With Neil Philip’s promotion, nine Irish or Ireland-based people now hold vice-president roles at Intel.
Intel is promoting Neil Philip to the role of vice-president in its manufacturing, supply chain and operations group.
Ireland-based Philip currently leads operations at the chip giant’s Fab 24 manufacturing facility in Leixlip, Co Kildare. This facility first came into operation in 2004 and became a key location for producing Intel’s 14nm chip technology.
Earlier this year, Philip, Joe Bolger and Joe English were appointed as new factory managers at the company’s Kildare site, sharing responsibility for existing operations as well as future manufacturing capacity that is currently under development with a major expansion in Leixlip.
While he is originally from Scotland, Philip has lived in Ireland for nearly three decades. He has been part of Intel’s manufacturing team since fab operations first came to the country in the early 1990s.
Philip joined the chipmaker in 1991 after three years working with Motorola. He went on to hold a number of roles in the US before ultimately coming to Ireland.
This promotion means that nine Irish or Ireland-based people now hold vice-president roles at Intel.
Last month, Cork native Dr Ann Kelleher became the first Irish person to be named Intel executive vice-president. Kelleher, who is general manager of technology development at the company and now based in the US, was also the first Irish woman to be become a vice-president at Intel.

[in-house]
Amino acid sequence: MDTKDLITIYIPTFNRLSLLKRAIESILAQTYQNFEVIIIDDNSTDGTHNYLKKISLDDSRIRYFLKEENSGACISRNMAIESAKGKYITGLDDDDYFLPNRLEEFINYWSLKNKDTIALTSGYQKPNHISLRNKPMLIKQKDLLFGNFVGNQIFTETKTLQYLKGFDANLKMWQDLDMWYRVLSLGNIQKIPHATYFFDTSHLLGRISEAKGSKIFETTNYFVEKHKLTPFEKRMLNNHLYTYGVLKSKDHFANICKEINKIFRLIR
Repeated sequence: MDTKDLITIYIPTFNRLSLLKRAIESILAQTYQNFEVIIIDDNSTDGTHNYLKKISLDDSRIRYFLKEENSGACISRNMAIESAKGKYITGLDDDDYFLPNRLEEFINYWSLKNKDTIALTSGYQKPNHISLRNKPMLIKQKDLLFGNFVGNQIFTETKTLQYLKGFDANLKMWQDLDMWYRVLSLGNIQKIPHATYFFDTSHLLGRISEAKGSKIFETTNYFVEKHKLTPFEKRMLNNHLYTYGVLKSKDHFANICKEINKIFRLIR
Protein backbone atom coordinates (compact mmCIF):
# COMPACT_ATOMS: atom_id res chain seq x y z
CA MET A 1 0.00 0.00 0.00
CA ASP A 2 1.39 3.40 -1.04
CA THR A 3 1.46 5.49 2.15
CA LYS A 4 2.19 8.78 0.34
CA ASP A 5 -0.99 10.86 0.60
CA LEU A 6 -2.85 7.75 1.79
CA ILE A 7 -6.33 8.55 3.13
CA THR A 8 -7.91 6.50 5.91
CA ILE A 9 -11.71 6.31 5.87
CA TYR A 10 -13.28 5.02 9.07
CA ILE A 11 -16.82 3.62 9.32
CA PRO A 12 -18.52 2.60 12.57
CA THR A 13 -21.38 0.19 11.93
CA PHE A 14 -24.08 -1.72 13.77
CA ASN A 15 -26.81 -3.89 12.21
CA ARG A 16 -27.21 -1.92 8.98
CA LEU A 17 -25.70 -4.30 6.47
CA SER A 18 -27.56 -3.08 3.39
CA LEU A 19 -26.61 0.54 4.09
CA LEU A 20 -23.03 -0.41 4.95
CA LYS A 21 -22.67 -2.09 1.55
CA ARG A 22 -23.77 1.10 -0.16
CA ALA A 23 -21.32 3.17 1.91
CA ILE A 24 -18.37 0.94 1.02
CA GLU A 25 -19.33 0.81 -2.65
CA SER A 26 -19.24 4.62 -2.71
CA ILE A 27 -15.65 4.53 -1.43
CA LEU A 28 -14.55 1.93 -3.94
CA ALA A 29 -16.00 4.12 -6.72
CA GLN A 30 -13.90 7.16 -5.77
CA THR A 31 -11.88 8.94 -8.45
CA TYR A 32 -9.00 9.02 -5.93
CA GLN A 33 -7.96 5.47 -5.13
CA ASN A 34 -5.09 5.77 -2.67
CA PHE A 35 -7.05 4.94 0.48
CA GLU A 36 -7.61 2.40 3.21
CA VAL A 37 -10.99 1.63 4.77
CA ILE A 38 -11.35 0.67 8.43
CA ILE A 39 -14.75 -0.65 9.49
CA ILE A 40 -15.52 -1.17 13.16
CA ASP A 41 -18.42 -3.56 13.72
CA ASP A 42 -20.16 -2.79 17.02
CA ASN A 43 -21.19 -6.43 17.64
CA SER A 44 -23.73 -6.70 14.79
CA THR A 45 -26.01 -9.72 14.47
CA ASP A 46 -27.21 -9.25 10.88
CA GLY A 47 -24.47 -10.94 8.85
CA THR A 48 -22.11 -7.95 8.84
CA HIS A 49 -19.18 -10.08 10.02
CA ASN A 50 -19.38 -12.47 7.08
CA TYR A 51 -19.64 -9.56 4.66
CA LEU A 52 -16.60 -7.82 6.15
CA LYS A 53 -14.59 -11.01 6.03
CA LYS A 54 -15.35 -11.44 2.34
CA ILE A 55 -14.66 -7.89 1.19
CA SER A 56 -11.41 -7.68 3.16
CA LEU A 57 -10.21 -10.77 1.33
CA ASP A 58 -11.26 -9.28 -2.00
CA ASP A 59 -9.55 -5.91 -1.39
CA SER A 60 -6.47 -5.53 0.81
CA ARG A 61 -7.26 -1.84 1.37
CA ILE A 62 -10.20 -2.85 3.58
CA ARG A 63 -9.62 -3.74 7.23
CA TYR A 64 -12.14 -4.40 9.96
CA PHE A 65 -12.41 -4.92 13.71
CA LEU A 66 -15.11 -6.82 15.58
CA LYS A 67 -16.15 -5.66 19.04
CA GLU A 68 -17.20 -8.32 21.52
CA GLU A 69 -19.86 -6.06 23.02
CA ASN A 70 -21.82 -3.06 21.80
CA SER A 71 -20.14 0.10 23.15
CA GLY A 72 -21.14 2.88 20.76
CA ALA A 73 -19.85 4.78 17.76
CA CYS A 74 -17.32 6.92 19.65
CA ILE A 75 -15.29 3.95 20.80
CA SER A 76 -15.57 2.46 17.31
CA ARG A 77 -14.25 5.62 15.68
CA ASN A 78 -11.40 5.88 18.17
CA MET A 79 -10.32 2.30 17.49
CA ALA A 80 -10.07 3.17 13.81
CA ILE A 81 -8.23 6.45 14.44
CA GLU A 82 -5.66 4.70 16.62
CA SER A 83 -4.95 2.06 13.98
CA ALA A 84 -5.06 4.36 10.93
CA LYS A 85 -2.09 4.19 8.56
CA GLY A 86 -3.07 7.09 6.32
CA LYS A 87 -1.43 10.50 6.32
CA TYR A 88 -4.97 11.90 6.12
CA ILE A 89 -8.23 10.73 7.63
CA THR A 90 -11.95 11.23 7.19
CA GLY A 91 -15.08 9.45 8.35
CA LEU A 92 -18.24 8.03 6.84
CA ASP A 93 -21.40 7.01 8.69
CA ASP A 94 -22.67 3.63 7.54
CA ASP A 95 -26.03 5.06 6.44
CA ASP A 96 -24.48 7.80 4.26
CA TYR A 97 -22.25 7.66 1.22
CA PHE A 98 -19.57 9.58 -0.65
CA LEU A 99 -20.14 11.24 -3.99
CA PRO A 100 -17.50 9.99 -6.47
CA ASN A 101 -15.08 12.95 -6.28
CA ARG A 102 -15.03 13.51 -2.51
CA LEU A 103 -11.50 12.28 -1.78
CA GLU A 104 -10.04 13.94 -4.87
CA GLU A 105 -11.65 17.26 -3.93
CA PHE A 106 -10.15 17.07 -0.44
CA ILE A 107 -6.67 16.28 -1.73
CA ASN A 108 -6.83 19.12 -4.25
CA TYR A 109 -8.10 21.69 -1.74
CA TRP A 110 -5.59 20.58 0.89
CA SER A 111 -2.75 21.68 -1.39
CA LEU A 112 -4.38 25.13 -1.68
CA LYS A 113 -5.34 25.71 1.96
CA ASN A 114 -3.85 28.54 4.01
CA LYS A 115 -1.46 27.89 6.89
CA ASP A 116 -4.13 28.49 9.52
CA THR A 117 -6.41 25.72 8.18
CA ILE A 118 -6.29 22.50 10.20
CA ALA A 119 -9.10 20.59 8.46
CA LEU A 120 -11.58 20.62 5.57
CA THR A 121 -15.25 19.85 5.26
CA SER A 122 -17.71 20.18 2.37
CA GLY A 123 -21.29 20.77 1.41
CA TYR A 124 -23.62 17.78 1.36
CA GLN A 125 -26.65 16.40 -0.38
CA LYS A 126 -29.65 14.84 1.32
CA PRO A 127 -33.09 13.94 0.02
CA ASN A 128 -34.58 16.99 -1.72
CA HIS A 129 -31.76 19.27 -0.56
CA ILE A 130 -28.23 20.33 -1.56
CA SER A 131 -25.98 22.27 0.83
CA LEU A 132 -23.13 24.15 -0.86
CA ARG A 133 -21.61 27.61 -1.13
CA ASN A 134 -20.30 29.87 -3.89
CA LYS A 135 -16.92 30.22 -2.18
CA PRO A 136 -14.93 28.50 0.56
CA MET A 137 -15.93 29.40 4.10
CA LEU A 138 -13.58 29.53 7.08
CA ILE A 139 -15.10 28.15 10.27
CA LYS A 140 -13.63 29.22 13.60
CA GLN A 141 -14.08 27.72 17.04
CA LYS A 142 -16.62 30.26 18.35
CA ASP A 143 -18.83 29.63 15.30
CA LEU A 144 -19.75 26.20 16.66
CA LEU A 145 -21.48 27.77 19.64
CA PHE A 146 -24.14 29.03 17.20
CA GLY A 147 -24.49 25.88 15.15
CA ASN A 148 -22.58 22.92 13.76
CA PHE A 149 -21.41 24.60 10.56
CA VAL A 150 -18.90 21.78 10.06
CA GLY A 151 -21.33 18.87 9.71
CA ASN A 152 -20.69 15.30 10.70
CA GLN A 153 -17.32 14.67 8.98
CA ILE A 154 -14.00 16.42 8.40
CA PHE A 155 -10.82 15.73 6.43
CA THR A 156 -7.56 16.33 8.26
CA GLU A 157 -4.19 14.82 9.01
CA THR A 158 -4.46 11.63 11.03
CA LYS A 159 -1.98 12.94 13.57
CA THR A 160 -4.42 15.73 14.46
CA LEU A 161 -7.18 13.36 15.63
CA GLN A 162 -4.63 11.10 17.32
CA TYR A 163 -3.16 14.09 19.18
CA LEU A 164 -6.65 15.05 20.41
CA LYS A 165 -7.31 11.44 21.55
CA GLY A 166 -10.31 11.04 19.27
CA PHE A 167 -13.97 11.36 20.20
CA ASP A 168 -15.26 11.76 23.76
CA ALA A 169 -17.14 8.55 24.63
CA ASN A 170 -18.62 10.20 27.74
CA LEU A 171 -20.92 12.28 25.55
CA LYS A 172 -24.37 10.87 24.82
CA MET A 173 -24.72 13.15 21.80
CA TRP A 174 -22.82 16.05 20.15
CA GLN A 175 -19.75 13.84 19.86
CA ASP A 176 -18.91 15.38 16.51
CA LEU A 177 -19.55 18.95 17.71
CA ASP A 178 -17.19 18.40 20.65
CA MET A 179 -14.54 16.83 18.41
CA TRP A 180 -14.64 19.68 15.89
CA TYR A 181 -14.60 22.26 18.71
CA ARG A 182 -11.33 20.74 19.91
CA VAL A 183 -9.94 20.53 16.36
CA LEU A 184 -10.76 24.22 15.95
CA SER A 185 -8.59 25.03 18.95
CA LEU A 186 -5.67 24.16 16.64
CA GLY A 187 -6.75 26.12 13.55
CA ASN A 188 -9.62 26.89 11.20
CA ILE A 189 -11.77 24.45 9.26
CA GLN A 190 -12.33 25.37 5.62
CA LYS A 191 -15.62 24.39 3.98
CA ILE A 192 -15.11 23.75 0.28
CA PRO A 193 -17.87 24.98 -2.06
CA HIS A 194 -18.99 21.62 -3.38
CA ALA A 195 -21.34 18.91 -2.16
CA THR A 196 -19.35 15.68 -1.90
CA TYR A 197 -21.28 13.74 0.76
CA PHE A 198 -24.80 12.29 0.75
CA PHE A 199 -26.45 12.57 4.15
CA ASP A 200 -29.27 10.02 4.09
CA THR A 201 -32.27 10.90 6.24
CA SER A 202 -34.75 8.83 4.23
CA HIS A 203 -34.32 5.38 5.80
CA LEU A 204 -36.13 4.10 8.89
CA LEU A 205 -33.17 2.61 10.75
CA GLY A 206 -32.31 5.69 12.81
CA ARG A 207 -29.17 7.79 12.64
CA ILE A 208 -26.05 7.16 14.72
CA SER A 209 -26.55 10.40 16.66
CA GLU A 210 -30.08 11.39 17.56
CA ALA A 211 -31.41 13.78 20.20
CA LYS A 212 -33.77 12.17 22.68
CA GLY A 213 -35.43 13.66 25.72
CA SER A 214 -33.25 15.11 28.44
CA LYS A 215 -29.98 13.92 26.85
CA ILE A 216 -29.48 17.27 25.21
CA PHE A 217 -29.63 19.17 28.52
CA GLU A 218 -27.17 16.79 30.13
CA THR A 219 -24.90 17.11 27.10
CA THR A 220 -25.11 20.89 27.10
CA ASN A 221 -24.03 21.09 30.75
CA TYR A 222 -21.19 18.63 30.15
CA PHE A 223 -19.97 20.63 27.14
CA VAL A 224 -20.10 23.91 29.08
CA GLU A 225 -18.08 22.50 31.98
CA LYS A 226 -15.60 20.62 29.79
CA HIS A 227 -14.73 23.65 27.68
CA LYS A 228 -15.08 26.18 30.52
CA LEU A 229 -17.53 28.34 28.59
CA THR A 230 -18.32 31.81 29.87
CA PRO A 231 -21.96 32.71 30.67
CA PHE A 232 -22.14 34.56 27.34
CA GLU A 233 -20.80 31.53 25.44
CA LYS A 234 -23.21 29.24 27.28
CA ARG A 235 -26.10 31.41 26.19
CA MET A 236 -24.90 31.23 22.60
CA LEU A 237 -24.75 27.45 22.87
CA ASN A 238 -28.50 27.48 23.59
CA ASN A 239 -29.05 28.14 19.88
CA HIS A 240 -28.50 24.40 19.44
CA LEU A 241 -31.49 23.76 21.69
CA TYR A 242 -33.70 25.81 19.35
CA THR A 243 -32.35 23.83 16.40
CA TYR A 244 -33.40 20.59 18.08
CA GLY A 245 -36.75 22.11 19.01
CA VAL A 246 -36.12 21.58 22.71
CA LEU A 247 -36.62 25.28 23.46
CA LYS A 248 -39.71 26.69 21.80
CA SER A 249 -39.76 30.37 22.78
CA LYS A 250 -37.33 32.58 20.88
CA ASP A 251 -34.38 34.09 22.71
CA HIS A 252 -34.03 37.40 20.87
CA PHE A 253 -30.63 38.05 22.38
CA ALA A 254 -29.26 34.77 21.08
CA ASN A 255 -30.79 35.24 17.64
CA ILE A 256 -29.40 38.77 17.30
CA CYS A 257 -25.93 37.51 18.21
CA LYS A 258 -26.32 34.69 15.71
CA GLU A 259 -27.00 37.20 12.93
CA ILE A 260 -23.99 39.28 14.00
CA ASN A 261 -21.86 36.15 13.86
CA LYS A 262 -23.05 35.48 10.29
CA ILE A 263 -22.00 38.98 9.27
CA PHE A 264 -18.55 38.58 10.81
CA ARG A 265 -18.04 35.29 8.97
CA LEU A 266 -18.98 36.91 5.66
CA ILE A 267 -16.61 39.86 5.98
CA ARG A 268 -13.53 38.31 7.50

Other Irish names in the company’s VP ranks include Intel Ireland general manager Eamonn Sinnott, strategic planning and module repair manager Joe McDonnell, and co-general manager of worldwide semiconductor manufacturing Ann-Marie Holmes.
They are joined by Dermot Hargaden, VP in sales and marketing; Paul Scully, VP in HR; John Healy, VP in the internet of things group; and Rory O’Connor, VP in global supply chain.
California-headquartered Intel employs more than 10,000 people across Europe, with almost half of these employees based in Ireland.
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